That tax system is frequently referred to as the most regressive in the country because Washington’s constitution prohibits an income tax. By extension, Seattle ends up as the most regressive big city in the U.S. Simply put, the poor pay a much higher percentage of their income in taxes than the rich. And with voters already fed up with hikes in sales and property taxes, local government is left with few tools in the toolbox to raise more revenue.

The council argues that it needs more revenue because of a crisis. In 2015, the city and surrounding King County declared a civil state of emergency on homelessness. Since then, greater Seattle has risen to host the third-largest homeless population in the U.S.—nearly 12,000 people, half of them sleeping in tents or cars. The median house price hovers above $800,000 with the Seattle area having led the nation in percent increases for 18 months straight. Nearly half of all households are rent burdened and Seattle-based real estate company Zillow has noted a correlation between rising rents and rising homelessness.

Last week, details from a McKinsey report prepared last year pro-bono for the Chamber of Commerce finally saw the light of day. It claimed $400 million is needed annually to solve homelessness in greater Seattle, making today’s $47 million pledge from the Seattle City Council just a “down payment,” as Mosqueda called it, albeit a “significant” one.

Opposition, however, was fierce. In addition to Amazon threatening to pull the plug on yet another skyscraper, 131 other businesses signed an open letter against the head tax. The four co-sponsors of the original bill were angrily shouted down at a town hall by homeowners fed up with rising spending and rising homelessness. Rank and file union construction workers confronted socialist council member Kshama Sawant at a rally outside the Amazon Spheres and turned their backs on a fellow construction worker who spoke out in favor of the tax because he can’t afford to live in the city he’s building.

But support for the tax, which a grassroots movement of housing activists has been calling for since last year and a city-appointed progressive revenue task force recommended, also came from unexpected corners.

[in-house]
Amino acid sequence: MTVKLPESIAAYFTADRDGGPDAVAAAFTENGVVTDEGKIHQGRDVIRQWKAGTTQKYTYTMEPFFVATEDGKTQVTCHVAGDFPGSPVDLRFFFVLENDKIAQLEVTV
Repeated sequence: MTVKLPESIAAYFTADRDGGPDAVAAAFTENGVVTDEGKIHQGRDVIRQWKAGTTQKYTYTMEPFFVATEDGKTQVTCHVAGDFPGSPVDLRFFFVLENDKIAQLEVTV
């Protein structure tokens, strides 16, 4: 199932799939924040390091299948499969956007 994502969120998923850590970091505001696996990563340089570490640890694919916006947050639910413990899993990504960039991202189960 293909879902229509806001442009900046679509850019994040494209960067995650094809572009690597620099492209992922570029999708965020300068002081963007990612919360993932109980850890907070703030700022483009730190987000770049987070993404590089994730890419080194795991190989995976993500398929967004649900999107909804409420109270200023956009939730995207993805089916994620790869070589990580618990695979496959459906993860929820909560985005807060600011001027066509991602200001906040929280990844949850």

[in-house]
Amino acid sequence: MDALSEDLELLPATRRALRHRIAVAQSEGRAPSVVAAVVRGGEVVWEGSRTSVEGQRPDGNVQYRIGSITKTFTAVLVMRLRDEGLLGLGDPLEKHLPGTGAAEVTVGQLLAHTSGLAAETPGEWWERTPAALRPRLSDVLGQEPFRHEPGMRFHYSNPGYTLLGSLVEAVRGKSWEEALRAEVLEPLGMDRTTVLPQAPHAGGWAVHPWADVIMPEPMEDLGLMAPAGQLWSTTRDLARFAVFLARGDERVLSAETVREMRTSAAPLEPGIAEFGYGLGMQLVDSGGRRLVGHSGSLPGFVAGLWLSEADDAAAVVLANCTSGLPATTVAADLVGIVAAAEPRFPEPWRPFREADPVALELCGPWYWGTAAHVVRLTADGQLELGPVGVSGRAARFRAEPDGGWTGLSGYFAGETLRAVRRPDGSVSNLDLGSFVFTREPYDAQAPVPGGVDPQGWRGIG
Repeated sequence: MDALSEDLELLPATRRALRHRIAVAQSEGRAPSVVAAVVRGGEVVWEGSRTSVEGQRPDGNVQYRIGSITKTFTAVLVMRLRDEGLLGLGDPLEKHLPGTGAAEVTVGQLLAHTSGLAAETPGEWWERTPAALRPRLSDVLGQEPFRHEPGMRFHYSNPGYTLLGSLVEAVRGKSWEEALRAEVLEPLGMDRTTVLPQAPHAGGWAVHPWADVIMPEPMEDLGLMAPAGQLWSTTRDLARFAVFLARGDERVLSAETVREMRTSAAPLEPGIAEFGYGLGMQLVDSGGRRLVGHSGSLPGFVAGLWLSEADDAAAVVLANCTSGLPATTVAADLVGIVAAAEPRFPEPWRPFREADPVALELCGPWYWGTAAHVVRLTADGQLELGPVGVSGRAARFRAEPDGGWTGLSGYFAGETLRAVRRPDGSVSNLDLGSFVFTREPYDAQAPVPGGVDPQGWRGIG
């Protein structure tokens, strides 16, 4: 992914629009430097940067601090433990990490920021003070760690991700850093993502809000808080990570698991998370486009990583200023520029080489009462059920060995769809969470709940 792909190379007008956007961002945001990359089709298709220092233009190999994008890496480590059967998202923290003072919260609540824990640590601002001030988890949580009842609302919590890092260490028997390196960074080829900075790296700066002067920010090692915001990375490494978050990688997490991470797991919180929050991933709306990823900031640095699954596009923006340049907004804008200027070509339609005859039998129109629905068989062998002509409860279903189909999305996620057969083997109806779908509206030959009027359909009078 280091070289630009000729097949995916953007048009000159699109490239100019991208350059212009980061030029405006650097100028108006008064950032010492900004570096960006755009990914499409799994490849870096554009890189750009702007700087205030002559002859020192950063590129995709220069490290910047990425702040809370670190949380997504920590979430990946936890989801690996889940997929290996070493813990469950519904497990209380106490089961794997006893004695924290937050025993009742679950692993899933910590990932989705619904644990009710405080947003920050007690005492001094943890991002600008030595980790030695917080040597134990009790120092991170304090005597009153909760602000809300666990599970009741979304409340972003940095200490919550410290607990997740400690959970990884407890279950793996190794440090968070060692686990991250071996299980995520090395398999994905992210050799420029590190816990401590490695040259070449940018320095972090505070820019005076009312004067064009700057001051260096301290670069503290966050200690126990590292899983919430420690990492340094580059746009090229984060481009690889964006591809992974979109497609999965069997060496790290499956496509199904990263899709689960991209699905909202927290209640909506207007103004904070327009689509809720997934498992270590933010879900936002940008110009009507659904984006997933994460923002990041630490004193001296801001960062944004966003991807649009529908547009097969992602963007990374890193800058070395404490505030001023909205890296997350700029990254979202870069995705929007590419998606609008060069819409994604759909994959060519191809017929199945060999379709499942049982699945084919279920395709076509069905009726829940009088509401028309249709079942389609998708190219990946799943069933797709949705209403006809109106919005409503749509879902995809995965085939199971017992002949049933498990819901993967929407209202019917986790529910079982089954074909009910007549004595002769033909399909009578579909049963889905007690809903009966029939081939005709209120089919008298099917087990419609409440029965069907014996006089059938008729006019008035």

Councilmember Mike O’Brien said he has fielded inquiries nationwide from cities anxious to learn from the Seattle experience. His message? “If 50,000 high-paying jobs are coming to your city, you need to start creating housing for everybody, including the low-income folks that are going to get pushed out of housing,” he said. “You need the funding to do that and that’s not free. And the company bringing those jobs should be a part of it.”

In Seattle, the city is starting to get that money the hard way—though O’Brien ruefully admitted the city is way behind, to the tune of 14,000 housing units—and time will tell if the bitter political rancor that accompanied the head tax debate will poison the well.

Amazon and the fervent high-tech ecosystem in Seattle isn’t going to disappear overnight. At worst, companies may shift jobs to the suburbs. Microsoft is already headquartered in Redmond and companies like Google and even Amazon have offices in nearby Kirkland and Bellevue.

And some tech workers like Wale Ogundipe aren’t interested in simulating the growth trajectory of the Bay Area.

“It's the minimum that we can do to make Seattle a city for everyone, an affordable city,” said Ogundipe, a software engineer who took time off work to attend the City Hall vote and speak up in favor of the tax. “We have a great opportunity to go a different direction from San Francisco, from New York City in terms of the trend of displacement, of access to work in terms of transit.

“Ultimately when we look at the situation with these corporations, they need us. They need our labor,” he said. “Tech workers are in a singular position to have some say."